A phrase first brought to public attention by T.S. Eliot in his 1919 essay on Hamlet. It refers to a literary description (or a sequence in a play) that depicts a emotion, and hopefully evokes that emotion in the reader (or viewer).

Eliot said that if we are to believe in the emotion characters are showing in a work of art, that emotion must relate to, and be in scale with, the situation put forth in that work of art. If the emotions shown are too melodramatic or too phlegmatic for the setting, it looks unconvincing.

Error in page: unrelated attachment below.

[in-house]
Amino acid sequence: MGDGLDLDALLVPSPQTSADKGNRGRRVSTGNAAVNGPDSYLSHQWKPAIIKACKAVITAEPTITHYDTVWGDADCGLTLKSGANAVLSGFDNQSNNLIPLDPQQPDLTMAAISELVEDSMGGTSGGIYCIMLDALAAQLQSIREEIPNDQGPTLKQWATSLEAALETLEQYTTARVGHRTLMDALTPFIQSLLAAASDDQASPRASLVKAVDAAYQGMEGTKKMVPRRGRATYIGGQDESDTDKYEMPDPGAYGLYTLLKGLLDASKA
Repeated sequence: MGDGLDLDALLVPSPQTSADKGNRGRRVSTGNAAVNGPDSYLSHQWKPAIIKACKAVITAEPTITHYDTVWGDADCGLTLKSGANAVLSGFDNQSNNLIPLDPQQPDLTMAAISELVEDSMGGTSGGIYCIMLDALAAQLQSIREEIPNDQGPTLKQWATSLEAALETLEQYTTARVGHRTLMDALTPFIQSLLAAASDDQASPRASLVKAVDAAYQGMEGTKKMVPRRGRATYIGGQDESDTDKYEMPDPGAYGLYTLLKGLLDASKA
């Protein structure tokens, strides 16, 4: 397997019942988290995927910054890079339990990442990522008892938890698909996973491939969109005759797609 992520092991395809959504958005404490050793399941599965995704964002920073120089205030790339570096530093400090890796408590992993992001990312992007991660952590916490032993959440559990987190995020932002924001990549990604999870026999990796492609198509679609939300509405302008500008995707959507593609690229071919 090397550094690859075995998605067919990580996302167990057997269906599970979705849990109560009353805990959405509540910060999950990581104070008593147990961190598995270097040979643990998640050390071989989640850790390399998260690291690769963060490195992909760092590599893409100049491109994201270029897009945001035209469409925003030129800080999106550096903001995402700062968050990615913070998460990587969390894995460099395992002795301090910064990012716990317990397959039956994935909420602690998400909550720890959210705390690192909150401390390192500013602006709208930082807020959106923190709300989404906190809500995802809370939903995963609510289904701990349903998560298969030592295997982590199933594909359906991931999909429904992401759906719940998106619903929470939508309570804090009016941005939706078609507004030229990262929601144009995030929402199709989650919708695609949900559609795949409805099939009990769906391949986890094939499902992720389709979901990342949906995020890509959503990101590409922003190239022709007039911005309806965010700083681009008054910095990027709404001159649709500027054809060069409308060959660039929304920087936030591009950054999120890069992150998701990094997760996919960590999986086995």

My favorite example is Who's on first?, which while not the most literary of examples, is an excellent case of getting the audience to feel empathy with the character. (I only empathize with Costello. Maybe someone out there feels for Abbot.) Every time they start the cycle again, you know exactly what Costello is going through, and his reactions are perfect. On the other hand, I suspect that T.S. Eliot would not think that this was a well-done objective correlative, as it is (just slightly) exaggerated for the sake of comedy. To each his own.